The cinematography in Manos: Hands of Fate is one of the most prime examples of how poor cinematography, among other things, can ruin a movie with an otherwise interesting plot. Manos, owing most of its infamy to Mystery Science Theater 3000, is often hailed as one of the worst movies of all time and indeed it is almost completely unwatchable without the MST3k commentary, owed, in large part, to the films poor cinematography.
The movie presents its first challenge almost immediately. The film opens with a heavily extended sequence involving a car driving through unremarkable rural countryside. The film continues this way for almost a full five minutes, while the camera work here could have helped to establish something important plot-wise, even so simple as to establish the film’s actual location, the time is instead utterly wasted on superfluous of landscapes, even at one point dissolving from the end of one shot to the beginning of the very same shot.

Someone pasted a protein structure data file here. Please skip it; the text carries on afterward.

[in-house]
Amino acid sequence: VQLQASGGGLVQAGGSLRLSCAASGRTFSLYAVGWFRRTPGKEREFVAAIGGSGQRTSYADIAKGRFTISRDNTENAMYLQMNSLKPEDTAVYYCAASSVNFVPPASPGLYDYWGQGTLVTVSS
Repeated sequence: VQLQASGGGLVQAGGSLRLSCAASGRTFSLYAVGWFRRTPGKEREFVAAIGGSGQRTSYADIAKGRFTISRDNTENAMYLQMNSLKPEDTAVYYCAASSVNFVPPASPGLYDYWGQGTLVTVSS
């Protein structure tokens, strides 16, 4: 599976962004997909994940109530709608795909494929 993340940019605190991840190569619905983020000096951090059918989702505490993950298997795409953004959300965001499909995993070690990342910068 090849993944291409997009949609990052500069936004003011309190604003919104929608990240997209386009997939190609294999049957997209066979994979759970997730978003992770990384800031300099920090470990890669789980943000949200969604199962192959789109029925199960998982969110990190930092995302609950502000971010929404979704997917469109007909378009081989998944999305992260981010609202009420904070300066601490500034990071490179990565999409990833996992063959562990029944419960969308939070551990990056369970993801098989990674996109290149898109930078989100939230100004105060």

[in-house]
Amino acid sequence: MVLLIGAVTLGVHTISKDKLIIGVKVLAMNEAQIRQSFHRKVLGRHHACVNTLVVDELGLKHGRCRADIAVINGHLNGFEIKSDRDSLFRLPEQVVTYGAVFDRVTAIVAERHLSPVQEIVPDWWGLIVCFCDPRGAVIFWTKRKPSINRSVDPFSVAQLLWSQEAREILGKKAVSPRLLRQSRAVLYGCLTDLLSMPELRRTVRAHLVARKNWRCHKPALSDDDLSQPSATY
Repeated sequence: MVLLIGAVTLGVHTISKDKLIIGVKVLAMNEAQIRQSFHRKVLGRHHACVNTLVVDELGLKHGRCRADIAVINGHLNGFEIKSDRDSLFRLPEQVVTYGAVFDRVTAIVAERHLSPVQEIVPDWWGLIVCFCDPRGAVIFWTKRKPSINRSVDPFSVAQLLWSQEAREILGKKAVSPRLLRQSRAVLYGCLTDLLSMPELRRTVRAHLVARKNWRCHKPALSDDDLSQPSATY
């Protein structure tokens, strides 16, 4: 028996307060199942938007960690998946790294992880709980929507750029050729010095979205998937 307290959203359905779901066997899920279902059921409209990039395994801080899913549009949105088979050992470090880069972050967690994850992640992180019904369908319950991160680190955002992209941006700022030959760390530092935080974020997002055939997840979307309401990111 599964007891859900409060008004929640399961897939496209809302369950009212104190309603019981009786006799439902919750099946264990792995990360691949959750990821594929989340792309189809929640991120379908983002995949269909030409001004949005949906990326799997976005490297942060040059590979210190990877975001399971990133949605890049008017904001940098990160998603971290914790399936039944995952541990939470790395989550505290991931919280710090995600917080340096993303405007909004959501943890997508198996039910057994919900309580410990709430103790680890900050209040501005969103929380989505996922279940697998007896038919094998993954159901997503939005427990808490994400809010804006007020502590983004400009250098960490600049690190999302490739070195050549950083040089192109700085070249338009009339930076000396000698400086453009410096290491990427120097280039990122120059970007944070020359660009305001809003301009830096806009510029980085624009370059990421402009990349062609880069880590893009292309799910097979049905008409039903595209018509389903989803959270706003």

If the audience can manage to sit through this they are treated to a movie comprised mostly of blurry or underexposed shots. The director, Hal Warren, chose to shoot most outdoor scenes as night scenes, during the actual night time rather than using Day-For-Night, making shots either much to dark or very clearly lit by film lights. In once scene, two police officers are investigating the strange events occurring in the movies main plot, but because there is not enough light to light more than a few feet of space in the shot, the characters can only “investigate” about 10 feet from their car before seeming to give up.
Unfortunately, the film’s raw concept and story actually had the potential to be rather interesting if the movie had been shot more professionally but, as it stands, the poor cinematography and the onscreen results are so distracting that the film becomes a chore to sit through and/or ripe for mockery.